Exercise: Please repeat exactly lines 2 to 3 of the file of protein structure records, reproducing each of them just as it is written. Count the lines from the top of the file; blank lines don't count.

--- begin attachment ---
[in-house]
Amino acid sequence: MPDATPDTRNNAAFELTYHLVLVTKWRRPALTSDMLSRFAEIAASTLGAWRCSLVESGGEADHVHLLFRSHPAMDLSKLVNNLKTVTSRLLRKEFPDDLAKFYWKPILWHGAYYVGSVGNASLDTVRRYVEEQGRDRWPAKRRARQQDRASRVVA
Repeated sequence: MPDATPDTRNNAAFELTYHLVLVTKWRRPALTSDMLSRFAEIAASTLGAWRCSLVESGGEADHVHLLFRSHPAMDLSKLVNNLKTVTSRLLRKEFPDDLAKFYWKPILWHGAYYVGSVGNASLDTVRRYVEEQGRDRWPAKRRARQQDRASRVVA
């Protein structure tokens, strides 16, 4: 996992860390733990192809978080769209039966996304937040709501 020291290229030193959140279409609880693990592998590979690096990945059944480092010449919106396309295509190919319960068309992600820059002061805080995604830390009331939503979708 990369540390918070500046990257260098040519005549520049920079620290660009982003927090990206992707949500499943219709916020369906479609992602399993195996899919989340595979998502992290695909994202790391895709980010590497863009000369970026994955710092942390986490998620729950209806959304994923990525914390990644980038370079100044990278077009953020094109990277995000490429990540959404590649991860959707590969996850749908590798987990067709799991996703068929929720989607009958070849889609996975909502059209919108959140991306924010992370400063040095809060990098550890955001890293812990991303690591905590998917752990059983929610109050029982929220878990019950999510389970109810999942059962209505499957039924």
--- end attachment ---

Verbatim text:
Amino acid sequence: MPDATPDTRNNAAFELTYHLVLVTKWRRPALTSDMLSRFAEIAASTLGAWRCSLVESGGEADHVHLLFRSHPAMDLSKLVNNLKTVTSRLLRKEFPDDLAKFYWKPILWHGAYYVGSVGNASLDTVRRYVEEQGRDRWPAKRRARQQDRASRVVA
Repeated sequence: MPDATPDTRNNAAFELTYHLVLVTKWRRPALTSDMLSRFAEIAASTLGAWRCSLVESGGEADHVHLLFRSHPAMDLSKLVNNLKTVTSRLLRKEFPDDLAKFYWKPILWHGAYYVGSVGNASLDTVRRYVEEQGRDRWPAKRRARQQDRASRVVA